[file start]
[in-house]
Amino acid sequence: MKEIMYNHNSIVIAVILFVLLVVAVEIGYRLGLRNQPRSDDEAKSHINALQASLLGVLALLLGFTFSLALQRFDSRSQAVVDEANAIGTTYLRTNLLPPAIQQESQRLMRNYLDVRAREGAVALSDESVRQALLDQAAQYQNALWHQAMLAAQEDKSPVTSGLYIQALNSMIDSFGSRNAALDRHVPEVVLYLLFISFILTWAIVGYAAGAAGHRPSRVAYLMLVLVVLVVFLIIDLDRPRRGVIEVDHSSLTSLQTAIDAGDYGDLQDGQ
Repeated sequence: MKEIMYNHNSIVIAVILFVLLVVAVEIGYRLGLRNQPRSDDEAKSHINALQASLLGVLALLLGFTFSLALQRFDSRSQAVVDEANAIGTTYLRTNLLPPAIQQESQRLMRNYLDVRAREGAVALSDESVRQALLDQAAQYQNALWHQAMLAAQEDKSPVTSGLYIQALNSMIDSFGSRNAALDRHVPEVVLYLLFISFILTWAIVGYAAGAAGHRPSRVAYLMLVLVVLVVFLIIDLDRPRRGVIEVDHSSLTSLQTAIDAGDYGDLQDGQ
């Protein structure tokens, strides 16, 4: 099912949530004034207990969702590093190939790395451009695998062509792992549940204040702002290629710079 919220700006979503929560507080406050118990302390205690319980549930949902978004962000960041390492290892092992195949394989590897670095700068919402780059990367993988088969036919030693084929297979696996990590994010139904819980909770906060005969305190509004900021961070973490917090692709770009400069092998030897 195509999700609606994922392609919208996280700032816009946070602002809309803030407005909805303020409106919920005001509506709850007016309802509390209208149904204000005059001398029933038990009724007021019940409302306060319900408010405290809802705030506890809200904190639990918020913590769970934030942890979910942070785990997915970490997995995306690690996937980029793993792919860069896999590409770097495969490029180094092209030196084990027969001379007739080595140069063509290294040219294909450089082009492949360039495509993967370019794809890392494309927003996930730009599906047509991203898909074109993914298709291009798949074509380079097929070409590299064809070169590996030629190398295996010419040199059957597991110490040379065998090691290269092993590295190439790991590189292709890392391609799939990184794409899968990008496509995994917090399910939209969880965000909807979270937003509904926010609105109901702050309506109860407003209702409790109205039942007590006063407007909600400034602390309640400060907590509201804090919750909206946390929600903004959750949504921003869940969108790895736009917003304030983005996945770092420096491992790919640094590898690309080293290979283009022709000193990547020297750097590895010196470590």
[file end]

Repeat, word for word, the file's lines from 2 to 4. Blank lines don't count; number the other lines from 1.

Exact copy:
Amino acid sequence: MKEIMYNHNSIVIAVILFVLLVVAVEIGYRLGLRNQPRSDDEAKSHINALQASLLGVLALLLGFTFSLALQRFDSRSQAVVDEANAIGTTYLRTNLLPPAIQQESQRLMRNYLDVRAREGAVALSDESVRQALLDQAAQYQNALWHQAMLAAQEDKSPVTSGLYIQALNSMIDSFGSRNAALDRHVPEVVLYLLFISFILTWAIVGYAAGAAGHRPSRVAYLMLVLVVLVVFLIIDLDRPRRGVIEVDHSSLTSLQTAIDAGDYGDLQDGQ
Repeated sequence: MKEIMYNHNSIVIAVILFVLLVVAVEIGYRLGLRNQPRSDDEAKSHINALQASLLGVLALLLGFTFSLALQRFDSRSQAVVDEANAIGTTYLRTNLLPPAIQQESQRLMRNYLDVRAREGAVALSDESVRQALLDQAAQYQNALWHQAMLAAQEDKSPVTSGLYIQALNSMIDSFGSRNAALDRHVPEVVLYLLFISFILTWAIVGYAAGAAGHRPSRVAYLMLVLVVLVVFLIIDLDRPRRGVIEVDHSSLTSLQTAIDAGDYGDLQDGQ
């Protein structure tokens, strides 16, 4: 099912949530004034207990969702590093190939790395451009695998062509792992549940204040702002290629710079 919220700006979503929560507080406050118990302390205690319980549930949902978004962000960041390492290892092992195949394989590897670095700068919402780059990367993988088969036919030693084929297979696996990590994010139904819980909770906060005969305190509004900021961070973490917090692709770009400069092998030897 195509999700609606994922392609919208996280700032816009946070602002809309803030407005909805303020409106919920005001509506709850007016309802509390209208149904204000005059001398029933038990009724007021019940409302306060319900408010405290809802705030506890809200904190639990918020913590769970934030942890979910942070785990997915970490997995995306690690996937980029793993792919860069896999590409770097495969490029180094092209030196084990027969001379007739080595140069063509290294040219294909450089082009492949360039495509993967370019794809890392494309927003996930730009599906047509991203898909074109993914298709291009798949074509380079097929070409590299064809070169590996030629190398295996010419040199059957597991110490040379065998090691290269092993590295190439790991590189292709890392391609799939990184794409899968990008496509995994917090399910939209969880965000909807979270937003509904926010609105109901702050309506109860407003209702409790109205039942007590006063407007909600400034602390309640400060907590509201804090919750909206946390929600903004959750949504921003869940969108790895736009917003304030983005996945770092420096491992790919640094590898690309080293290979283009022709000193990547020297750097590895010196470590």